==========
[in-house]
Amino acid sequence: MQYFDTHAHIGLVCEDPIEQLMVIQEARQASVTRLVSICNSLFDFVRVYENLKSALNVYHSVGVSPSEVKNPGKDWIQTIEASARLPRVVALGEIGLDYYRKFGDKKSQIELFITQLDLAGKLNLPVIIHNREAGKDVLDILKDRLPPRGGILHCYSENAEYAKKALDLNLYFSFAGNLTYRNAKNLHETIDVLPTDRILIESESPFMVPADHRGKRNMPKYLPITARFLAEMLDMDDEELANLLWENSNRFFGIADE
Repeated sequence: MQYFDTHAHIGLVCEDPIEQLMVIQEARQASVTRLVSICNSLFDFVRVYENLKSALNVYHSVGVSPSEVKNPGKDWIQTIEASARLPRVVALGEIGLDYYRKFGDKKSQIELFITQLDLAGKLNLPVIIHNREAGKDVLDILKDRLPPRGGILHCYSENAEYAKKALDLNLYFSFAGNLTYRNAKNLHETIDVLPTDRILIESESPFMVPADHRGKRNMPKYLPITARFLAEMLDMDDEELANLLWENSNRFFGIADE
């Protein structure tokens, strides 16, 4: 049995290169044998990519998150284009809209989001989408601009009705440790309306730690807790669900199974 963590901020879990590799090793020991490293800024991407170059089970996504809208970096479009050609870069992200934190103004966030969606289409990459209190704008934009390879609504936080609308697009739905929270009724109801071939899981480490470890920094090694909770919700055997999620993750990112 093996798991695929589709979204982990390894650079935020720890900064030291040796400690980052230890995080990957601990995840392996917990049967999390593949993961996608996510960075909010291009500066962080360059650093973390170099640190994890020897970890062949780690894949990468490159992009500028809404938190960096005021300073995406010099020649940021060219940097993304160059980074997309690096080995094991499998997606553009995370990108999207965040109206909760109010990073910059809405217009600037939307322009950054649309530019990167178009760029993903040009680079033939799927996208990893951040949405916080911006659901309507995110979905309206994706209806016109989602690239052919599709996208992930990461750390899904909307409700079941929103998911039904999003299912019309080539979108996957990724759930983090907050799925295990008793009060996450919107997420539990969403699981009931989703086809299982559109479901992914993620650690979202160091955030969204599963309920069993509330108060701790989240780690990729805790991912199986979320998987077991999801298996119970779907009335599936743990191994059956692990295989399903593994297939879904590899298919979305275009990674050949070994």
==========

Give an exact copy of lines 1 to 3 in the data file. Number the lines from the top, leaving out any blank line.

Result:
[in-house]
Amino acid sequence: MQYFDTHAHIGLVCEDPIEQLMVIQEARQASVTRLVSICNSLFDFVRVYENLKSALNVYHSVGVSPSEVKNPGKDWIQTIEASARLPRVVALGEIGLDYYRKFGDKKSQIELFITQLDLAGKLNLPVIIHNREAGKDVLDILKDRLPPRGGILHCYSENAEYAKKALDLNLYFSFAGNLTYRNAKNLHETIDVLPTDRILIESESPFMVPADHRGKRNMPKYLPITARFLAEMLDMDDEELANLLWENSNRFFGIADE
Repeated sequence: MQYFDTHAHIGLVCEDPIEQLMVIQEARQASVTRLVSICNSLFDFVRVYENLKSALNVYHSVGVSPSEVKNPGKDWIQTIEASARLPRVVALGEIGLDYYRKFGDKKSQIELFITQLDLAGKLNLPVIIHNREAGKDVLDILKDRLPPRGGILHCYSENAEYAKKALDLNLYFSFAGNLTYRNAKNLHETIDVLPTDRILIESESPFMVPADHRGKRNMPKYLPITARFLAEMLDMDDEELANLLWENSNRFFGIADE